Sunday, 19 October 2014


We have all heard the sounds dolphins can make when they seem to communicate with each other or with their human trainers. We also know that they can navigate with their eyes covered using echolocation.

Research has shown that dolphin echolocation is so good that they can detect a 75 mm object at distances up to 100 m away.

The debate over dolphin language goes on and will until we can 'crack' the code. In the mean time there is mounting evidence that they do communicate ideas in a sophisticated way.

Scientists have shown that the same species of dolphin living in the English Channel stick to either the French or English side and never mix. Is it possible they stay apart because they don't speak the same language?

At the moment we believe they have vocabularies similar to apes complete with food sounds, danger sounds, and 'seeking' sounds. There are many more sounds that we don't understand at all. 

Dolphins can assemble short strings of sounds the way we make sentences. We are also pretty sure that they use distinct sounds to represent themselves; they have a name and this is recognized by other dolphins.

Noise probably isn't a problem for dolphins in captivity but it is for wild dolphins. In Datai Bay where I work, I sometimes hear dolphin whistles but they are often drowned out by the sounds of trawlers and heavy ships passing.

Lots of ambient noise would be like trying to chat at a rock concert. This could make communication and echolocation pretty difficult. More about this in another post.

Saturday, 4 October 2014


In an amazing experiment with a captive dolphin in Florida Dr. Bruck played a recording of the signature whistle of a 2 year old female to a 25 year old male. The male and female had been together 20 years earlier when the male was only 4 years old. The result? The captive male recognuized the whistle of his female companion after 20 years separation.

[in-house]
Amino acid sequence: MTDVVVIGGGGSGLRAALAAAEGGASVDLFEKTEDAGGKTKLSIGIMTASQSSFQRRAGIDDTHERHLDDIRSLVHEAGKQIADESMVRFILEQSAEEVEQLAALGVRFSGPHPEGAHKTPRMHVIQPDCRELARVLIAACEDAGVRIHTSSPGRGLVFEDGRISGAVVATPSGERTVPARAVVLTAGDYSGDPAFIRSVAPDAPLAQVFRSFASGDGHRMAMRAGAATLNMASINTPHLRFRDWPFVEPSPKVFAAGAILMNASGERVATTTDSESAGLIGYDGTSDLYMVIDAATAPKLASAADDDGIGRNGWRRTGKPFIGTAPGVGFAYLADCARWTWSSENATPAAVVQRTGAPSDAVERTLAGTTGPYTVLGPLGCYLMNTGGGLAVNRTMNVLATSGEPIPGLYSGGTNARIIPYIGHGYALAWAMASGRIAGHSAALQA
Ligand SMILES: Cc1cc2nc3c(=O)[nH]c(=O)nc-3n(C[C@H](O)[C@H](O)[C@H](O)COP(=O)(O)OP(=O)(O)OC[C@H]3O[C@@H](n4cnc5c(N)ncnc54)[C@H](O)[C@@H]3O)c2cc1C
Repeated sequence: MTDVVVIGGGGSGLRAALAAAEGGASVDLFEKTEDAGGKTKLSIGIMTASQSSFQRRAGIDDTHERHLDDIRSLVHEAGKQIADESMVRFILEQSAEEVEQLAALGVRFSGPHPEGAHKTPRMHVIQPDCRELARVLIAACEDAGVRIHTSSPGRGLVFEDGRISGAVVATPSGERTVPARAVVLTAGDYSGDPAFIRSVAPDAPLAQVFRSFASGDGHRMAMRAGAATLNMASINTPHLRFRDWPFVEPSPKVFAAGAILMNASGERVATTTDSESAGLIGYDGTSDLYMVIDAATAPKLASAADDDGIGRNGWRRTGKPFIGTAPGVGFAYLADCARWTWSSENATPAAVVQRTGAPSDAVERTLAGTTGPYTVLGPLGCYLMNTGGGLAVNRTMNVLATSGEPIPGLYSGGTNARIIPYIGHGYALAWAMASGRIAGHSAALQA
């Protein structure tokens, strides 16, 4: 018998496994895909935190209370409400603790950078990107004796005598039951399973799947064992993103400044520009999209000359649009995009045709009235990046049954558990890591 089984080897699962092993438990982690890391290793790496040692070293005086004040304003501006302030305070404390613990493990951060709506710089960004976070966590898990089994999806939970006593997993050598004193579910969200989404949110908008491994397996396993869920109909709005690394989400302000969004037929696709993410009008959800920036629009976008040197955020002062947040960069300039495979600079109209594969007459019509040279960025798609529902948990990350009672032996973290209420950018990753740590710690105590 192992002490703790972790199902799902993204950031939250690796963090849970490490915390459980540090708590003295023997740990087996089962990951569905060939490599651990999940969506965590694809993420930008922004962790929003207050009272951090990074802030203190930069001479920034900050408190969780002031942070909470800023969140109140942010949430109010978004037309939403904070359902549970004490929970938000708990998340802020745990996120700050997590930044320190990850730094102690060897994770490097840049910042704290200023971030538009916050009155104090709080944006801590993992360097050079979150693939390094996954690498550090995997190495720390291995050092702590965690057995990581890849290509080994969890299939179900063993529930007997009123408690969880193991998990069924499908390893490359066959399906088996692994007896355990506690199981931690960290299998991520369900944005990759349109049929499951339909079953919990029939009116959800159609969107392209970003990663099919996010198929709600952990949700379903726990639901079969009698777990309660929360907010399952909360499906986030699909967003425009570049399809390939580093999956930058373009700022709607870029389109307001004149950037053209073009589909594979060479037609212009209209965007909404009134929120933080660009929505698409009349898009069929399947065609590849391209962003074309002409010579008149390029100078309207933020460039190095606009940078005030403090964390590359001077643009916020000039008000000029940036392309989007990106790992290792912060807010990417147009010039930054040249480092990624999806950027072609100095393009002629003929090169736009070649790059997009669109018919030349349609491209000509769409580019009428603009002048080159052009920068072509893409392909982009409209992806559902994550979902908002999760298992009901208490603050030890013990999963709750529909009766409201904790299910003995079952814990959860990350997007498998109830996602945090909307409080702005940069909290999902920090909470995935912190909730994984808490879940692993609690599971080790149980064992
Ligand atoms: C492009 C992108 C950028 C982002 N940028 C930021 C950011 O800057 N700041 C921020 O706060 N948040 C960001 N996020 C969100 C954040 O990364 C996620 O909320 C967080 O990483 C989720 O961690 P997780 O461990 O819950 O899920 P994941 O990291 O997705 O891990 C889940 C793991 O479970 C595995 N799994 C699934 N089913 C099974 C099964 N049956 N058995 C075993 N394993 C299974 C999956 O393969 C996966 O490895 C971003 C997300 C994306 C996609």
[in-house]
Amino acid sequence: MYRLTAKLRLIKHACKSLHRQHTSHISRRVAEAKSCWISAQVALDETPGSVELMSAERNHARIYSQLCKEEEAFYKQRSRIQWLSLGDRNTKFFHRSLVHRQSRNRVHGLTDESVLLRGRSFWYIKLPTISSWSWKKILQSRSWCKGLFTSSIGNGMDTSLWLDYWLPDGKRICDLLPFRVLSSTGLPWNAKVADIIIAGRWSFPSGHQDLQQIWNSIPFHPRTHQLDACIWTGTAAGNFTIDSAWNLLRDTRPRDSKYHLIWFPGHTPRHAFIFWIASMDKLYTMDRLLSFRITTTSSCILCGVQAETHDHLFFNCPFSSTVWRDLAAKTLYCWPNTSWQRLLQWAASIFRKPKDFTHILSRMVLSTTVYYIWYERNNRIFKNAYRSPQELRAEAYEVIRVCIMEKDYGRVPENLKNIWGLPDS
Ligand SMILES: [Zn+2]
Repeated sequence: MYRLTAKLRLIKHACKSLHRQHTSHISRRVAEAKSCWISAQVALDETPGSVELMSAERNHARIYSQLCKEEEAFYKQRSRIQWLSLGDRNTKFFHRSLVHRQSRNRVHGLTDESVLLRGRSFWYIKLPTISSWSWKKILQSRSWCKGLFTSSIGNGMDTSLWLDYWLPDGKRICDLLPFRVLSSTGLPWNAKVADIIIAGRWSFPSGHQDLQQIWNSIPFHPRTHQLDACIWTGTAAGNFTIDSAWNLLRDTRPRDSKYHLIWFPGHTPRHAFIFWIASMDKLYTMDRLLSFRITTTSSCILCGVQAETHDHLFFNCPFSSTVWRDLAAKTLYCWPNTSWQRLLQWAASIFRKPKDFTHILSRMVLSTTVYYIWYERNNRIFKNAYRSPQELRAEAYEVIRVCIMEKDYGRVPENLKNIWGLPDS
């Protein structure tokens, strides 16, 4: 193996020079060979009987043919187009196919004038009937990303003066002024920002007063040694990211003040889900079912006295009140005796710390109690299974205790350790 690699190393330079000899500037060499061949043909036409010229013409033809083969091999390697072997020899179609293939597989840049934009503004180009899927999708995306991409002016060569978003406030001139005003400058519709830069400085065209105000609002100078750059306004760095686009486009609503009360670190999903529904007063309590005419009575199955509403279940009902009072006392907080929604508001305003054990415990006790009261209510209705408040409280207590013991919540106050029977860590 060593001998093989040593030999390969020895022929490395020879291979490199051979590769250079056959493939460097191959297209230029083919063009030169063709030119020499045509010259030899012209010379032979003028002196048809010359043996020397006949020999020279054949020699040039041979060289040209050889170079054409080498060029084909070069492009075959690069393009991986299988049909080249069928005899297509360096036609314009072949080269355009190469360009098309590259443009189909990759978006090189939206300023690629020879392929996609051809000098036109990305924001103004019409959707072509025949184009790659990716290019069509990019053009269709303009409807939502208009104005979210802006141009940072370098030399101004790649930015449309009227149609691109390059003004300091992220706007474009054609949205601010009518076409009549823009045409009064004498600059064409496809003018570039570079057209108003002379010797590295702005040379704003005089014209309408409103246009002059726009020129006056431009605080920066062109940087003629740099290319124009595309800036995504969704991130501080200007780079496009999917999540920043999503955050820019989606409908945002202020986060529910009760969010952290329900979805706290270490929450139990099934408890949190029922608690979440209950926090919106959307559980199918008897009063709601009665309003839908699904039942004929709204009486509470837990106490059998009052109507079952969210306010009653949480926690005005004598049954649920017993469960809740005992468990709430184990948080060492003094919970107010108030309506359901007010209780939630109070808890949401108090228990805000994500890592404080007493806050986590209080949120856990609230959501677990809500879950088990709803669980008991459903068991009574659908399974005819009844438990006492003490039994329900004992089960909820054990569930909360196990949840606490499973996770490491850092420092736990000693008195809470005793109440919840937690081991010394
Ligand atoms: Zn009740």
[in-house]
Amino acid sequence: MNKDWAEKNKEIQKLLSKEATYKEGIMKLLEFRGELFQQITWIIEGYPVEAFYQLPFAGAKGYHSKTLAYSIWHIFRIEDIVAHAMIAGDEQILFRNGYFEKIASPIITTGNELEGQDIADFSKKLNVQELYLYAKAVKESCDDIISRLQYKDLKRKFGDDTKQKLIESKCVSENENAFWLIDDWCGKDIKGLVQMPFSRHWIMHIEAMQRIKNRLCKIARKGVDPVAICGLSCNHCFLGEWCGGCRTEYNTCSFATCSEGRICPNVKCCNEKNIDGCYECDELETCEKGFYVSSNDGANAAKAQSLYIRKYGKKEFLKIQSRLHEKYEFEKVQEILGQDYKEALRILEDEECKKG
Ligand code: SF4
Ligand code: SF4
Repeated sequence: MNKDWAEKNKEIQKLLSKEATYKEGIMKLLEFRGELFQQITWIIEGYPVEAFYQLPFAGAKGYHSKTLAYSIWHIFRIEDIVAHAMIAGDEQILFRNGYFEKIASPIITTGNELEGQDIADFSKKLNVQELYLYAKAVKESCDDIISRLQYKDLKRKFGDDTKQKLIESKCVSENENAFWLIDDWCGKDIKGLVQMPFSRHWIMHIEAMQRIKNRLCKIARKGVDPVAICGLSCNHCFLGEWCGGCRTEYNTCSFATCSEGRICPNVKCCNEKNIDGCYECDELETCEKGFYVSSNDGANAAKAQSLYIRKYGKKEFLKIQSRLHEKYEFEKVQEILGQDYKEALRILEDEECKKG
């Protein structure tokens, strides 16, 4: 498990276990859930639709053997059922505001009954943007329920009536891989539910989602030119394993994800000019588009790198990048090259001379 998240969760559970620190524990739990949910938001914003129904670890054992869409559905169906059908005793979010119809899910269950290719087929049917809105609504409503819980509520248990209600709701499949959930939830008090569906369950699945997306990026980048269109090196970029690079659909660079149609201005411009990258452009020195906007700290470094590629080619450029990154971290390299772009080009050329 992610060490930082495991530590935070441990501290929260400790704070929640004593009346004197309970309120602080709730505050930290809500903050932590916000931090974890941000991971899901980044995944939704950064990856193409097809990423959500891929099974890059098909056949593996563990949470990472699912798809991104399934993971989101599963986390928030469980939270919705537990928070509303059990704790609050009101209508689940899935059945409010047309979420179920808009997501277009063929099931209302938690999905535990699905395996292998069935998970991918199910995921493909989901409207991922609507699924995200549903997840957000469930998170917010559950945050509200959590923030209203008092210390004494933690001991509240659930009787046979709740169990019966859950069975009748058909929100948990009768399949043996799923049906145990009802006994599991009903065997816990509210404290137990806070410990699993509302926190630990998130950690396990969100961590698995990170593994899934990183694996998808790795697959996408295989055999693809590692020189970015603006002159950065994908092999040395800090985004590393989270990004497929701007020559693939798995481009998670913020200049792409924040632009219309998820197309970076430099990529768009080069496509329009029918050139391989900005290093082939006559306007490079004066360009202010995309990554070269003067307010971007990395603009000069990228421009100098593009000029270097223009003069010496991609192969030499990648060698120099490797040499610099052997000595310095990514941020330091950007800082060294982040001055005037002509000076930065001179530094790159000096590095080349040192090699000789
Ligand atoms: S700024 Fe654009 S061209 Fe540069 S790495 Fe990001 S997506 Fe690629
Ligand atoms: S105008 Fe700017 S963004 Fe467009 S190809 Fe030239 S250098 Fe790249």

So, what does this mean for wild dolphins?

In the wild, dolphins live for about 20 years but many live as long as 45 years. That means that most dolphins are able to remember the "names and identities" through signature whistles of many of the other dolphins they build bonds with.

On the 'memory score card' dolphins rank in the top one or two non-human memory stakes. Only the elephant is said to be able to remember for periods of 20 years or so and we don't know if elephants can remember all the elephants they befriend along the way.

Why dolphins' social memories persist so long is unclear. Dr. Bruck says that dolphins exhibit sophisticated social connections that follow a "fission-fusion" model. Dolphins may separate from one group and "fuse" with other groups many times over. Such relationships could have required a growth in memory capacity to avoid social conflicts. But it's also possible that memory is just one facet of the advanced mind that evolved in dolphins for other reasons.

"Why do they need this kind of memory? I'm not sure they do," Bruck said. "The cognitive abilities of dolphins are really well developed, and sometimes things like this are carry-along traits. But to test whether this kind of social memory capacity is adaptive, we would need more demographic data from multiple populations in the wild to see if they experience 20-year separations."

The emergence of advanced memory in marine mammals as well as in humans shows that in evolution, "there are lots of ways to get from point A to point B," Bruck said. "It's nice to see this kind of ability in a non-primate, as this is a great example of convergent evolution."

"So far no one has been able to test what signature whistles signify in a dolphin's mind. We know they use these signatures like names, but we don't know if the name stands for something in their minds the way a person's name does for us," Bruck said. "We don't know yet if the name makes a dolphin picture another dolphin in its head."

For his next round of research, Bruck said, "That's my goal -- show whether the call evokes a representational mental image of that individual.